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The Geometry of the Forisome–Sieve Element–Sieve Plate Complex in the Phloem of Vicia faba L. Leaflets
Journal of Experimental Botany (2006)
  • Winfried S. Peters
  • Aart J.E. van Bel
  • Michael Knoblauch
Forisomes are contractile protein bodies that appear to control flux rates in the phloem of faboid legumes by reversibly plugging the sieve tubes. Plugging is triggered by Ca2+ which induces an anisotropic deformation of forisomes, consisting of a longitudinal contraction and a radial expansion. By conventional light microscopy and confocal laser-scanning microscopy, the three-dimensional geometry of the forisome–sieve element–sieve plate complex in intact sieve tubes of leaflets of Vicia faba L. was reconstructed. Forisomes were mostly located close to sieve plates, and occasionally were observed drifting unrestrainedly along the sieve element, suggesting that they might be utilized as internal markers of flow direction. The diameter of forisomes in the resting state correlated with the diameter of their sieve elements, supporting the idea that radial expansion of forisomes is the geometric basis of reversible sieve tube plugging. Comparison of the present results regarding forisome geometry in situ with previously published data on forisome reactivity in vitro makes it questionable, however, whether forisomes are capable of completely sealing sieve tubes in V. faba leaves.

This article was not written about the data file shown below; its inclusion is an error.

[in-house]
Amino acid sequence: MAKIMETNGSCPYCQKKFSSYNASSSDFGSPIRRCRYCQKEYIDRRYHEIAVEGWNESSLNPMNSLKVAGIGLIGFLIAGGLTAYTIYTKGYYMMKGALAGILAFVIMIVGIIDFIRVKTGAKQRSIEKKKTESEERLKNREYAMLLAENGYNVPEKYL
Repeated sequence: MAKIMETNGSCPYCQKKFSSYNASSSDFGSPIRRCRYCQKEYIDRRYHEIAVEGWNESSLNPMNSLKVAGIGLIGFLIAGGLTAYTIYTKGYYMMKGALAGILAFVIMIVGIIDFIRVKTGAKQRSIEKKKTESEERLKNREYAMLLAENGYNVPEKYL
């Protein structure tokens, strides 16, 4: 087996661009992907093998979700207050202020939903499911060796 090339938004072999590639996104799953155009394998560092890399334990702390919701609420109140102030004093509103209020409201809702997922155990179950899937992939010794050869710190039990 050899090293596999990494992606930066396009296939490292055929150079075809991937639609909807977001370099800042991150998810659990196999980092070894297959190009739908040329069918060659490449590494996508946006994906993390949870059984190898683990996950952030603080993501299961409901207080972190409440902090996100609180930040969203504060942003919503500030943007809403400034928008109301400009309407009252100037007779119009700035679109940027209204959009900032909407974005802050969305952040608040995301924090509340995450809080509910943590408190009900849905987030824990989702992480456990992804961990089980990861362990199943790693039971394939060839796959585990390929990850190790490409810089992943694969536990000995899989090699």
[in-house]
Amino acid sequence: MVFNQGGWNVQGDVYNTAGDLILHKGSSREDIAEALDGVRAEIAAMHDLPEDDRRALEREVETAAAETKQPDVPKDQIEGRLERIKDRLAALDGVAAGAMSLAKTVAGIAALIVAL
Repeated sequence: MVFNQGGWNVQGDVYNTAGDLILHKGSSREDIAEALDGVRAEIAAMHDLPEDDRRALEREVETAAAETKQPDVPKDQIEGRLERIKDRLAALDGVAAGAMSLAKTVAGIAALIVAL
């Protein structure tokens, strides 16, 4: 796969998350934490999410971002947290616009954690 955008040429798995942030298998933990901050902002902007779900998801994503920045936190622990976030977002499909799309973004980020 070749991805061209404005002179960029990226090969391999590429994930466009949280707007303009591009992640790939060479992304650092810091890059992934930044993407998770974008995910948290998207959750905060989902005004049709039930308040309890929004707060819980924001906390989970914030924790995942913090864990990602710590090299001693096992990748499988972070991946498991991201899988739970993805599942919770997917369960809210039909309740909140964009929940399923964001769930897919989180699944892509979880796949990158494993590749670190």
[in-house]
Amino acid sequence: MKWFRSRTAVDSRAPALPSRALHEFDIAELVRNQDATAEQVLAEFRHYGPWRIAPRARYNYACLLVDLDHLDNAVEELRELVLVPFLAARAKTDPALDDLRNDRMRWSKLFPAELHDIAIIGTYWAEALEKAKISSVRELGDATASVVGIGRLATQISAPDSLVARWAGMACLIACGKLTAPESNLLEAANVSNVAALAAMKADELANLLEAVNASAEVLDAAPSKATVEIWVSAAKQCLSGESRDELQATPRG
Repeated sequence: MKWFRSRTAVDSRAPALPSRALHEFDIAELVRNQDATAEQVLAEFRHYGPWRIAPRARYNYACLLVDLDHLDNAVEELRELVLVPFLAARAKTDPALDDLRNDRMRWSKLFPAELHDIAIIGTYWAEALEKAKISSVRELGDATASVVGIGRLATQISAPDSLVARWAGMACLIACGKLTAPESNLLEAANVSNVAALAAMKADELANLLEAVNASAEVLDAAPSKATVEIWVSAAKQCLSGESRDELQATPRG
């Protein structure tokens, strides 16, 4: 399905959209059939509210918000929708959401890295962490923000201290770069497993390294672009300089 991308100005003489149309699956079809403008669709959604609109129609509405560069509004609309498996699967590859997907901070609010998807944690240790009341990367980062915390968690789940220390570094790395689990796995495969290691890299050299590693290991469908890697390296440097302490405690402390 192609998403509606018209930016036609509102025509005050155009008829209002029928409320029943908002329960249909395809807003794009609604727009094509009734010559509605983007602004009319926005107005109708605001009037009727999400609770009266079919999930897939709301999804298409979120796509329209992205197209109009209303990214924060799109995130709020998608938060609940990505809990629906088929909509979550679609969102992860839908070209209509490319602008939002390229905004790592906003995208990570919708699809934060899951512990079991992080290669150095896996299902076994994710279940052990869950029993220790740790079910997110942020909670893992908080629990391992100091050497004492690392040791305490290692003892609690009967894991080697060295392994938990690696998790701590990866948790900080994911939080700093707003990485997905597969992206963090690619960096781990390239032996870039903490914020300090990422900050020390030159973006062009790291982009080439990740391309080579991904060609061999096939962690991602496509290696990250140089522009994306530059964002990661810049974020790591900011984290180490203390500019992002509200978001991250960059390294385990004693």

• Ca2+-dependent contractility,
  • contractile protein,
  • forisome,
  • phloem transport,
  • sieve element plugging,
  • sieve tube geometry,
  • Vicia faba
Publication Date
August 1, 2006
Citation Information

Winfried S. Peters, Aart J.E. van Bel, and Michael Knoblauch. The Geometry of the Forisome–Sieve Element–Sieve Plate Complex in the Phloem of Vicia faba L. Leaflets. Journal of Experimental Botany (2006) 57: 3091-3098.

doi: 10.1093/jxb/erl072